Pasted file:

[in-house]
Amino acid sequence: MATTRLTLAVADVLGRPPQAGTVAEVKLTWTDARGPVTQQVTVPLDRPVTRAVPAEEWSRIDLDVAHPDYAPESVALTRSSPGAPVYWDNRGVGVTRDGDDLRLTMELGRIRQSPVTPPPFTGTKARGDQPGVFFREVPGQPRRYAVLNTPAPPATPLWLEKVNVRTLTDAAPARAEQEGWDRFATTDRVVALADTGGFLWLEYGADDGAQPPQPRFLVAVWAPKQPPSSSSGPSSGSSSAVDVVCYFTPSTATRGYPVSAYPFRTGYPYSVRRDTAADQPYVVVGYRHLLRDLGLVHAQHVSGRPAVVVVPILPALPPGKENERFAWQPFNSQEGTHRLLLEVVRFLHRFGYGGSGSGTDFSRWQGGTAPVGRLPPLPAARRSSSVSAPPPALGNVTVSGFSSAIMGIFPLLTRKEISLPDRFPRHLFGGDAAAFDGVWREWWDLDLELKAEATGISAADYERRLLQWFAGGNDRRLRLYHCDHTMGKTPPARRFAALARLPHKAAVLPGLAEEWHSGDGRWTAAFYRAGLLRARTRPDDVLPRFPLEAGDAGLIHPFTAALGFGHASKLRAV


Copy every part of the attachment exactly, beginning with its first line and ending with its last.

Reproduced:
[in-house]
Amino acid sequence: MATTRLTLAVADVLGRPPQAGTVAEVKLTWTDARGPVTQQVTVPLDRPVTRAVPAEEWSRIDLDVAHPDYAPESVALTRSSPGAPVYWDNRGVGVTRDGDDLRLTMELGRIRQSPVTPPPFTGTKARGDQPGVFFREVPGQPRRYAVLNTPAPPATPLWLEKVNVRTLTDAAPARAEQEGWDRFATTDRVVALADTGGFLWLEYGADDGAQPPQPRFLVAVWAPKQPPSSSSGPSSGSSSAVDVVCYFTPSTATRGYPVSAYPFRTGYPYSVRRDTAADQPYVVVGYRHLLRDLGLVHAQHVSGRPAVVVVPILPALPPGKENERFAWQPFNSQEGTHRLLLEVVRFLHRFGYGGSGSGTDFSRWQGGTAPVGRLPPLPAARRSSSVSAPPPALGNVTVSGFSSAIMGIFPLLTRKEISLPDRFPRHLFGGDAAAFDGVWREWWDLDLELKAEATGISAADYERRLLQWFAGGNDRRLRLYHCDHTMGKTPPARRFAALARLPHKAAVLPGLAEEWHSGDGRWTAAFYRAGLLRARTRPDDVLPRFPLEAGDAGLIHPFTAALGFGHASKLRAV